BANGKOK (AlertNet) - Thailand's failure to treat the Hepatitis C virus in HIV-positive injecting drug users means that the human immunodeficiency virus remains highly infectious in this group and is more likely to spread to other people, an activist said.
About 90 percent of such drug users in Thailand also carry the Hepatitis C virus because both viruses are blood-borne and can be transmitted through shared needles and other equipment, even cotton swabs.
The Hepatitis C virus can be cured but if untreated, it develops into a potentially deadly liver disease. At that point anti-retroviral therapy for HIV, which also significantly reduces its infectiousness, stops working, Kaplan said.
"So IDUs (injecting drug users) will continue to be infectious, which is of importance from a national perspective in that (the government) will not be able to control HIV in this population," she told AlertNet.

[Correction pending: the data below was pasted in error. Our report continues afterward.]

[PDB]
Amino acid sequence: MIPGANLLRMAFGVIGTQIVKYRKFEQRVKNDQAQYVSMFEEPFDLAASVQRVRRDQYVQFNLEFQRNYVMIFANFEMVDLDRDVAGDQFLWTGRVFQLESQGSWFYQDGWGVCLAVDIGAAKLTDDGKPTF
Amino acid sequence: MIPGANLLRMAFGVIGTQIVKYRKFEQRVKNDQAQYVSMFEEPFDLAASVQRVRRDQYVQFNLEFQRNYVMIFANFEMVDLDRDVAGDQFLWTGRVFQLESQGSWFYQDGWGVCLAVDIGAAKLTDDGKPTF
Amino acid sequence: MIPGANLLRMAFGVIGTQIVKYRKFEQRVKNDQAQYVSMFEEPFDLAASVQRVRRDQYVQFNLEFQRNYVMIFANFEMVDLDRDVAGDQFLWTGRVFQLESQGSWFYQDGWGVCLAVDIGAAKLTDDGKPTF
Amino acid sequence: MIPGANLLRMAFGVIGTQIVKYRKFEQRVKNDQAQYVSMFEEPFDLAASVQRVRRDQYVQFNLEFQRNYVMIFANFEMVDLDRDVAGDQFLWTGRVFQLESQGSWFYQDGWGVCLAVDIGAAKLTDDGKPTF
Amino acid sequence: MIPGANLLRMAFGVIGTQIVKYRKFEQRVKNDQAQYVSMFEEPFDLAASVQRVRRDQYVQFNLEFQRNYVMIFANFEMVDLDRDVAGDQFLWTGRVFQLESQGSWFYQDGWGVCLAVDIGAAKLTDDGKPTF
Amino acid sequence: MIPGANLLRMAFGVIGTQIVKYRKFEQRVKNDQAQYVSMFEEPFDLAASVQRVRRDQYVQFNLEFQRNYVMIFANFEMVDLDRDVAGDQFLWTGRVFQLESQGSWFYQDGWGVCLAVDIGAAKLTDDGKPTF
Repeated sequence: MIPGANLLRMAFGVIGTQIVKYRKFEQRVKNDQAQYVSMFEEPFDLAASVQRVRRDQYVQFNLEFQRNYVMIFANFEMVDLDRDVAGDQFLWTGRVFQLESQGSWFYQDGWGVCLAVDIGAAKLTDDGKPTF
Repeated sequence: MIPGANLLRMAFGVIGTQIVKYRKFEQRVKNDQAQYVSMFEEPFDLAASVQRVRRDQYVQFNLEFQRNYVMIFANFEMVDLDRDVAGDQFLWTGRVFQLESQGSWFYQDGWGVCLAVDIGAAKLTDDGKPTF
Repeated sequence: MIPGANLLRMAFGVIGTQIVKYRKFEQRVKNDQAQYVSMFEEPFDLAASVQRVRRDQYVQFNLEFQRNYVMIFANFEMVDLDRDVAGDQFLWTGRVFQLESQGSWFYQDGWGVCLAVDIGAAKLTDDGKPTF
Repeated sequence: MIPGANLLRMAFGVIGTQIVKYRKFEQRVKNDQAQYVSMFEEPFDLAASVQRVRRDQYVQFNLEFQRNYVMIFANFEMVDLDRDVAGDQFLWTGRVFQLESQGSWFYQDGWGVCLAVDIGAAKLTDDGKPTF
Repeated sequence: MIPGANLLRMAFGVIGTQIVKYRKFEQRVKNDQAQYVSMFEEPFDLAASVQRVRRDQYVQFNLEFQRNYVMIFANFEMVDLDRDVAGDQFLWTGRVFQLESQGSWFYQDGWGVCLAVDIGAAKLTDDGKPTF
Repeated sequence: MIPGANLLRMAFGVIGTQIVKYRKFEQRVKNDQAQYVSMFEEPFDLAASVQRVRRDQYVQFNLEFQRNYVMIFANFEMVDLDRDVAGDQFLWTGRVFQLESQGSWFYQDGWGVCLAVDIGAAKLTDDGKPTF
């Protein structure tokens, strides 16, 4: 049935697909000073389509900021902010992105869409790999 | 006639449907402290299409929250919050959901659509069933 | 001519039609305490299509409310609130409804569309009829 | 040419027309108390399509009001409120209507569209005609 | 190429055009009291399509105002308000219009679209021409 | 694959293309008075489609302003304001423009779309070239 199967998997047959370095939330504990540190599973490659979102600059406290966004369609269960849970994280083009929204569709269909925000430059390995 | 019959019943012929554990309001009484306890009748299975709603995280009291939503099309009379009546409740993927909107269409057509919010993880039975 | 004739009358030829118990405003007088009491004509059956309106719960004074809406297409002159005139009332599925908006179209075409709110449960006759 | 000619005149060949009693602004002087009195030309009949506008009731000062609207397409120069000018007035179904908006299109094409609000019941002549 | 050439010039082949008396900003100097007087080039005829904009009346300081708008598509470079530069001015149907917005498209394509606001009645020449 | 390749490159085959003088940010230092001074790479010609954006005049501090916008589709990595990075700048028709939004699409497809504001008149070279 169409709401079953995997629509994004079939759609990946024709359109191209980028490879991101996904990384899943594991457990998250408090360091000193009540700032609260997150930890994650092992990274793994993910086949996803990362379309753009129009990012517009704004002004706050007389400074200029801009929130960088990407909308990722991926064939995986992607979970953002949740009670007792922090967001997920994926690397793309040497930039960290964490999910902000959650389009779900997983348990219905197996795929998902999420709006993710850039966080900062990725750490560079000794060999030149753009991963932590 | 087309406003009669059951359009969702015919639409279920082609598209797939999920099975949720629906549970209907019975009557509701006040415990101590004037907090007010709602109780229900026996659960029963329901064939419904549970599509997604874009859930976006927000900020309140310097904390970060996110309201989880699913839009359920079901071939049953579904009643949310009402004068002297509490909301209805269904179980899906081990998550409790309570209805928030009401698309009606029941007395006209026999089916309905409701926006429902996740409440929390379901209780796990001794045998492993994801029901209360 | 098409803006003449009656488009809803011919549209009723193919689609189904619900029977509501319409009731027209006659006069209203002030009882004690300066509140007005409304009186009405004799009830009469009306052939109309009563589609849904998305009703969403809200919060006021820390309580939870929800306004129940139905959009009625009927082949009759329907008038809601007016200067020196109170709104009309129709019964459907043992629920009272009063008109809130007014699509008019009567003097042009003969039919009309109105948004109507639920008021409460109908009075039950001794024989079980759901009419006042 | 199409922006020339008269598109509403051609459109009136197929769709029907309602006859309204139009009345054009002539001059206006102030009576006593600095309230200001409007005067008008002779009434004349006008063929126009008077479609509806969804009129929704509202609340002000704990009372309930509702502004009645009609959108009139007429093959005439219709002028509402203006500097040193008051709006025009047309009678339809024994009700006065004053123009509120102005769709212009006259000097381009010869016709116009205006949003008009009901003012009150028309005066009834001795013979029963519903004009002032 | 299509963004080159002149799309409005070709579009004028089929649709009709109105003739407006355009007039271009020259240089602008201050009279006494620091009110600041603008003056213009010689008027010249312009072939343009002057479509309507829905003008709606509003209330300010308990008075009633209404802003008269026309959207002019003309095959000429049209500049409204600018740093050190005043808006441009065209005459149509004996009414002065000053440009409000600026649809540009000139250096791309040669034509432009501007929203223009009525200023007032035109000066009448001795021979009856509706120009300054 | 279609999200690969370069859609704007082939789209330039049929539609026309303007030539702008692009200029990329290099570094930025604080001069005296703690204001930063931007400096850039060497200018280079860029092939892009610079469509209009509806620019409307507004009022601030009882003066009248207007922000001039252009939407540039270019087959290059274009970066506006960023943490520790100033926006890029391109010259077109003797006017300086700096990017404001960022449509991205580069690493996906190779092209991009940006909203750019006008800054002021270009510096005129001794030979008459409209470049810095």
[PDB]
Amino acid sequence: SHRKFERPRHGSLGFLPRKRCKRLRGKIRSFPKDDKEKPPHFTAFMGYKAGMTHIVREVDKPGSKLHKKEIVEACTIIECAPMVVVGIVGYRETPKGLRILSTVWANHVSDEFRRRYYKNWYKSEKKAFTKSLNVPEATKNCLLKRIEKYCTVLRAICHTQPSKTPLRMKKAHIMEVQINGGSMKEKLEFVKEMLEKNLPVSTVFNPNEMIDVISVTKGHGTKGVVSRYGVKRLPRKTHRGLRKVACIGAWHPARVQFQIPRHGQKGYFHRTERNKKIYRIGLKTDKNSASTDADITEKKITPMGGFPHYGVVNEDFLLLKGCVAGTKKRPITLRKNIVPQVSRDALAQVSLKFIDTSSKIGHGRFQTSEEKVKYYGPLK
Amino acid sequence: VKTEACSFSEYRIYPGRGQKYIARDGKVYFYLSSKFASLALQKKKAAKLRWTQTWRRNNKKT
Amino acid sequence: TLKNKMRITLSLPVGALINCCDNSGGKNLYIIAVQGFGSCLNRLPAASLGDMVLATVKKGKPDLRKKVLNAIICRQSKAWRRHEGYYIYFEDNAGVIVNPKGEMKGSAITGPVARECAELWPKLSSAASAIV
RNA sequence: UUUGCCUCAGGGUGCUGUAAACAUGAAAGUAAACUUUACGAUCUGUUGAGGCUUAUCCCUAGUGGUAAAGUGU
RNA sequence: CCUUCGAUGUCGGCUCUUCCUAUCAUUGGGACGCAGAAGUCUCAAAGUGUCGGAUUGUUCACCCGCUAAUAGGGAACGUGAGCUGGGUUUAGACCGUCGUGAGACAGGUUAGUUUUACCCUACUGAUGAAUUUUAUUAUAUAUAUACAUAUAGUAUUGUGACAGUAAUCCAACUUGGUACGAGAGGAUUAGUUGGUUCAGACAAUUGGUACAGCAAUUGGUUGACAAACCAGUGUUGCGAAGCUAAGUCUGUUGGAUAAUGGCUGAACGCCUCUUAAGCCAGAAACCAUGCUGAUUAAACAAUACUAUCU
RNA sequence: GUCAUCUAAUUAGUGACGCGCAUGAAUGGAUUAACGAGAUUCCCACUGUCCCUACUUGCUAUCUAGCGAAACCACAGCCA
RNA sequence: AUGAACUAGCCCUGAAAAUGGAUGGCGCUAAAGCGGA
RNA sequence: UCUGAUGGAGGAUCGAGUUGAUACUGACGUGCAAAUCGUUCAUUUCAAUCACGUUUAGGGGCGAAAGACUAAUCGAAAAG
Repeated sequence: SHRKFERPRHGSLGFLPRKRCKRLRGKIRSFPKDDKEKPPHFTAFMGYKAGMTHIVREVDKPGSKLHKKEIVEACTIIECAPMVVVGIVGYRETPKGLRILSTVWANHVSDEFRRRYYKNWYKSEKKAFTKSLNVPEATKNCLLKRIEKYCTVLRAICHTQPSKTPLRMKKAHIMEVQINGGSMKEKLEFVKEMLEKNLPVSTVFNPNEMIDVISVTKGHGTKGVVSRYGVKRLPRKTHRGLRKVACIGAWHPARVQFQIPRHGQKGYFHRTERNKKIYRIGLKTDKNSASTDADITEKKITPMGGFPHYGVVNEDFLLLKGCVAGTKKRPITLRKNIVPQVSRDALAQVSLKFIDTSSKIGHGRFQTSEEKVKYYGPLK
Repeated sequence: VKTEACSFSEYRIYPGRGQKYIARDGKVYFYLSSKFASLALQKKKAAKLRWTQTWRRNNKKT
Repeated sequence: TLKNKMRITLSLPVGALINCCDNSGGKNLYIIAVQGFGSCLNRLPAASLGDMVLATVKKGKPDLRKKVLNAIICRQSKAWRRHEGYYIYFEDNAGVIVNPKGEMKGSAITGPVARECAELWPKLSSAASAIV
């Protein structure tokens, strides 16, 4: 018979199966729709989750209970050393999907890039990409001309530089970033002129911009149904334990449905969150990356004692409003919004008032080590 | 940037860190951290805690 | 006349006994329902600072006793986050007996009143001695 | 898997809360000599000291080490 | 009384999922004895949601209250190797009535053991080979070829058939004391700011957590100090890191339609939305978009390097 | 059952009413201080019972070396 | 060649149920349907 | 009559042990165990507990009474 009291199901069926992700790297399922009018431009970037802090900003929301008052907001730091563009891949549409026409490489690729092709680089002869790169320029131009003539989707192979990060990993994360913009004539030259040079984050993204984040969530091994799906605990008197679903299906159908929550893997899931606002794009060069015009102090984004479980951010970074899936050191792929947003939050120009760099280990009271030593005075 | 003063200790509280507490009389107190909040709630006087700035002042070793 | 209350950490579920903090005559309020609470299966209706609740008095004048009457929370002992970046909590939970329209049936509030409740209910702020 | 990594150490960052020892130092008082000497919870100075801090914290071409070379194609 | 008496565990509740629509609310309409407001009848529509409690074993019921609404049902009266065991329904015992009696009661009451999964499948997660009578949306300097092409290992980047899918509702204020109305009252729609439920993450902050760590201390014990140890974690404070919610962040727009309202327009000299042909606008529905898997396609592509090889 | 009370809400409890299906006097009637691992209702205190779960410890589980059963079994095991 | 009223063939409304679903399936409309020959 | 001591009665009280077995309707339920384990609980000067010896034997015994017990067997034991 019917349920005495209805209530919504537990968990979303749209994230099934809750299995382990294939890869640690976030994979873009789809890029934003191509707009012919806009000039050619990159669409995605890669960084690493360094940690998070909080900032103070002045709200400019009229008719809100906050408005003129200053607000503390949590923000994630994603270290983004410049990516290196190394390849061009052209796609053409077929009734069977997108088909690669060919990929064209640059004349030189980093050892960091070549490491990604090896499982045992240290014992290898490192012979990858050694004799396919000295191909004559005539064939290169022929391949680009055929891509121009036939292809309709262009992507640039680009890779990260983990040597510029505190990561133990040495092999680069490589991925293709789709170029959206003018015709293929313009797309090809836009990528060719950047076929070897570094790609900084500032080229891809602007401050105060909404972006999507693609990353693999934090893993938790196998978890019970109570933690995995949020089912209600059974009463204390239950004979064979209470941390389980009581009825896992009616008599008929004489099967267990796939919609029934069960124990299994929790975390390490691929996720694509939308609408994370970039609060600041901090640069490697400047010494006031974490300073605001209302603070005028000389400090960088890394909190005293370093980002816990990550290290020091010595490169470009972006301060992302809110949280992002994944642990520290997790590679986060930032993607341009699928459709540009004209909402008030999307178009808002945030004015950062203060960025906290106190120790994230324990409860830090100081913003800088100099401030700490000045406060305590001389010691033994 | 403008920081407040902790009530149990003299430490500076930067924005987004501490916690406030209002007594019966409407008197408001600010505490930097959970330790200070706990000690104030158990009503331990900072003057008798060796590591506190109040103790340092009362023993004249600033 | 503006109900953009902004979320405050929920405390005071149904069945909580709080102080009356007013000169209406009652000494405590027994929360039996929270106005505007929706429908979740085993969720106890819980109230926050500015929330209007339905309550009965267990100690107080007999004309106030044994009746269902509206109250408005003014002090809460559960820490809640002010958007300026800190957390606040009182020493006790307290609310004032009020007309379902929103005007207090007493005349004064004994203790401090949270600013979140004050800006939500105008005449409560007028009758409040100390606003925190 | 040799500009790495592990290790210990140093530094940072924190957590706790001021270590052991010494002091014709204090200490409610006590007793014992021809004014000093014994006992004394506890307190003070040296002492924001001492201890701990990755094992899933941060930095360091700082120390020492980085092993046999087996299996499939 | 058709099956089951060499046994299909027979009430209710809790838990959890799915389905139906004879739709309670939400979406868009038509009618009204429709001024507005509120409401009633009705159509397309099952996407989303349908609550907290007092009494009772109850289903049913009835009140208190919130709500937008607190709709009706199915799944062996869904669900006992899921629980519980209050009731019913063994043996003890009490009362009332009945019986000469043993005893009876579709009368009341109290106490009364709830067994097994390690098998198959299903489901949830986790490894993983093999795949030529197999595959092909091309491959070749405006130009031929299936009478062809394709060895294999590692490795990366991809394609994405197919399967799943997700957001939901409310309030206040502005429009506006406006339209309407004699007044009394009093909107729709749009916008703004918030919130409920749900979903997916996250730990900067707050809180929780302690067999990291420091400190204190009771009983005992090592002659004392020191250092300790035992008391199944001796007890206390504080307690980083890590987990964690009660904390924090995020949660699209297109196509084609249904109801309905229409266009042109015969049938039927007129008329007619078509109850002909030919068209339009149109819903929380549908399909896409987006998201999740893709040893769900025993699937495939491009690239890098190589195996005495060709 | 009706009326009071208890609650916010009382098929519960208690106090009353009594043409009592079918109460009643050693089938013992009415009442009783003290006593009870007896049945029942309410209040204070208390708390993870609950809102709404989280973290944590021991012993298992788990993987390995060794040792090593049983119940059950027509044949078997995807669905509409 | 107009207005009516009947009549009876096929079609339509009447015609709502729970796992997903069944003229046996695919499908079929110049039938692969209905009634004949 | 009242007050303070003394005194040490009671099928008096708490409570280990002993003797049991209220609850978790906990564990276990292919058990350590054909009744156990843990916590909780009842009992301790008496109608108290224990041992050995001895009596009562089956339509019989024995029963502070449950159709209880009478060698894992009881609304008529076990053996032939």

Thailand's public health service does not cover treatment for the Hepatitis C virus and few people can pay for the costly therapy at a private clinic, according to a recent report by Kaplan's organisation.
Moreover, many Thai doctors would refuse treatment to former or current injecting drug users because they think these patients cannot adhere to treatment regimens, the report said.
Kaplan added that there is a widely held view in Thailand that "this population, their health and lives are less important than other populations or not important at all" even in spite of their role in the spread of HIV.
To limit the spread of the Hepatitis C virus, Thai AIDS Treatment Action Group is calling for several changes in Thailand's health policies.
"The best way to prevent a blood-borne disease in an IDU is to provide them with the tool that they need, which is a clean needle. The government still does not endorse access to clean injecting equipment for people who use drugs," Kaplan said.
The group's other recommendations include the universal provision of free testing and treatment for the virus.
Thailand has been widely praised for its work in containing HIV. The number of new infections fell to 18,000 in 2005 from a peak of around 140,000 a year in 1991, according to UNAIDS. This was achieved mainly because men used condoms more and visited brothels less.
(Additional reporting by Olesya Dmitracova in London)